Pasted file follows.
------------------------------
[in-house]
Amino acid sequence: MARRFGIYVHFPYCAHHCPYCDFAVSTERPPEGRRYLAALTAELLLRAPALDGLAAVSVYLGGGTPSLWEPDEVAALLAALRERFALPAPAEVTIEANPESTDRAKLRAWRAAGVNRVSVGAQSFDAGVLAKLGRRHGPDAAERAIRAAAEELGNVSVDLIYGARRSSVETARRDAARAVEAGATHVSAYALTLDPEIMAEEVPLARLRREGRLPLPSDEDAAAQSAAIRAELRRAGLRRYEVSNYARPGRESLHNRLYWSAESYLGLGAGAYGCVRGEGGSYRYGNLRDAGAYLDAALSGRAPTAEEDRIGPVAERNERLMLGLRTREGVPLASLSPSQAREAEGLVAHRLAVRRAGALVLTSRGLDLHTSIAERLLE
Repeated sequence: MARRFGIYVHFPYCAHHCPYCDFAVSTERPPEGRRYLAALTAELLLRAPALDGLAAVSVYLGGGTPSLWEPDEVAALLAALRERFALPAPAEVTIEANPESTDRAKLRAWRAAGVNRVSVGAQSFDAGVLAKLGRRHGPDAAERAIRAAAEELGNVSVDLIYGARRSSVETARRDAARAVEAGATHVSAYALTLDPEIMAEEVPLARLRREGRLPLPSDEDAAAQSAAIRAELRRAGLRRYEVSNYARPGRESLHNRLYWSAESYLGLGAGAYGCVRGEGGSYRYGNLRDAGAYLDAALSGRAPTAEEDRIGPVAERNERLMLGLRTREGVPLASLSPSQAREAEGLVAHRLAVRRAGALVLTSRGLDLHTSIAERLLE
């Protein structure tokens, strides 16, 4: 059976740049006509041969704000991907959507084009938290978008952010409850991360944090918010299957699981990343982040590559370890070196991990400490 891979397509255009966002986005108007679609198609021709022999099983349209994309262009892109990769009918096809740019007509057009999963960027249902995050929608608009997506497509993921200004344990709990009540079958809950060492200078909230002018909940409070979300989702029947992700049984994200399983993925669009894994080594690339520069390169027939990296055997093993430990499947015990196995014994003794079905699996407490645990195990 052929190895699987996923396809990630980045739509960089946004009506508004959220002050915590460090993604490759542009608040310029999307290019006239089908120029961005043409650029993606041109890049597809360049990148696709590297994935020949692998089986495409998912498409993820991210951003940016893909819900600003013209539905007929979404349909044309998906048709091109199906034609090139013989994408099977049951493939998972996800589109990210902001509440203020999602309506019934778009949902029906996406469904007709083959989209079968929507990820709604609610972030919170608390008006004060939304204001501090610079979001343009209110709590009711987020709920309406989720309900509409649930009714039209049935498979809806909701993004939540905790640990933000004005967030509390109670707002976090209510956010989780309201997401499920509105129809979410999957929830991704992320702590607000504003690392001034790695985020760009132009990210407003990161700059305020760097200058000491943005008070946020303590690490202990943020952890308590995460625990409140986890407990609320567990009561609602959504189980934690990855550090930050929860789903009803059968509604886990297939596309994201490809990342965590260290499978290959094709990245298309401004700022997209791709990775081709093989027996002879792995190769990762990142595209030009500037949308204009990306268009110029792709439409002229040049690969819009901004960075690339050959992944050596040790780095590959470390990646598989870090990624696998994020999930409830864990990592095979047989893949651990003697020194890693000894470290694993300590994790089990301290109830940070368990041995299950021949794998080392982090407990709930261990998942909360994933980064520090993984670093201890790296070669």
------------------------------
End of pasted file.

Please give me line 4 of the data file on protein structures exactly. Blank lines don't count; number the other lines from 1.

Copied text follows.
């Protein structure tokens, strides 16, 4: 059976740049006509041969704000991907959507084009938290978008952010409850991360944090918010299957699981990343982040590559370890070196991990400490 891979397509255009966002986005108007679609198609021709022999099983349209994309262009892109990769009918096809740019007509057009999963960027249902995050929608608009997506497509993921200004344990709990009540079958809950060492200078909230002018909940409070979300989702029947992700049984994200399983993925669009894994080594690339520069390169027939990296055997093993430990499947015990196995014994003794079905699996407490645990195990 052929190895699987996923396809990630980045739509960089946004009506508004959220002050915590460090993604490759542009608040310029999307290019006239089908120029961005043409650029993606041109890049597809360049990148696709590297994935020949692998089986495409998912498409993820991210951003940016893909819900600003013209539905007929979404349909044309998906048709091109199906034609090139013989994408099977049951493939998972996800589109990210902001509440203020999602309506019934778009949902029906996406469904007709083959989209079968929507990820709604609610972030919170608390008006004060939304204001501090610079979001343009209110709590009711987020709920309406989720309900509409649930009714039209049935498979809806909701993004939540905790640990933000004005967030509390109670707002976090209510956010989780309201997401499920509105129809979410999957929830991704992320702590607000504003690392001034790695985020760009132009990210407003990161700059305020760097200058000491943005008070946020303590690490202990943020952890308590995460625990409140986890407990609320567990009561609602959504189980934690990855550090930050929860789903009803059968509604886990297939596309994201490809990342965590260290499978290959094709990245298309401004700022997209791709990775081709093989027996002879792995190769990762990142595209030009500037949308204009990306268009110029792709439409002229040049690969819009901004960075690339050959992944050596040790780095590959470390990646598989870090990624696998994020999930409830864990990592095979047989893949651990003697020194890693000894470290694993300590994790089990301290109830940070368990041995299950021949794998080392982090407990709930261990998942909360994933980064520090993984670093201890790296070669």